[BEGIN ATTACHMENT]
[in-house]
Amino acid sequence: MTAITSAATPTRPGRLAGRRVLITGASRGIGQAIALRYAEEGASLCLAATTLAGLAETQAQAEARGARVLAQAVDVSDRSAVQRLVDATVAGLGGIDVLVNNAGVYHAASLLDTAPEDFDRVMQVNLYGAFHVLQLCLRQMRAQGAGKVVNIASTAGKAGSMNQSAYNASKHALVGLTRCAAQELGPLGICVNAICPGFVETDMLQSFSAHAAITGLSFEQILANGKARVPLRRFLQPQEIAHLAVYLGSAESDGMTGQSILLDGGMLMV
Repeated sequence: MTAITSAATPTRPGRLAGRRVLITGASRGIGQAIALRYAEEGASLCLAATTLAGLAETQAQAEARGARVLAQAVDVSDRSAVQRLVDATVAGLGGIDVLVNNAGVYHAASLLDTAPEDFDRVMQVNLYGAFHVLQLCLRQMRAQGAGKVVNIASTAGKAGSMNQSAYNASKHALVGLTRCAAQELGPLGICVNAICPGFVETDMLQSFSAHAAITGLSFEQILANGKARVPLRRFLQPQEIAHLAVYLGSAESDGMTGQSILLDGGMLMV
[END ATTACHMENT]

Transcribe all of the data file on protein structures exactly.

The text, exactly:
[in-house]
Amino acid sequence: MTAITSAATPTRPGRLAGRRVLITGASRGIGQAIALRYAEEGASLCLAATTLAGLAETQAQAEARGARVLAQAVDVSDRSAVQRLVDATVAGLGGIDVLVNNAGVYHAASLLDTAPEDFDRVMQVNLYGAFHVLQLCLRQMRAQGAGKVVNIASTAGKAGSMNQSAYNASKHALVGLTRCAAQELGPLGICVNAICPGFVETDMLQSFSAHAAITGLSFEQILANGKARVPLRRFLQPQEIAHLAVYLGSAESDGMTGQSILLDGGMLMV
Repeated sequence: MTAITSAATPTRPGRLAGRRVLITGASRGIGQAIALRYAEEGASLCLAATTLAGLAETQAQAEARGARVLAQAVDVSDRSAVQRLVDATVAGLGGIDVLVNNAGVYHAASLLDTAPEDFDRVMQVNLYGAFHVLQLCLRQMRAQGAGKVVNIASTAGKAGSMNQSAYNASKHALVGLTRCAAQELGPLGICVNAICPGFVETDMLQSFSAHAAITGLSFEQILANGKARVPLRRFLQPQEIAHLAVYLGSAESDGMTGQSILLDGGMLMV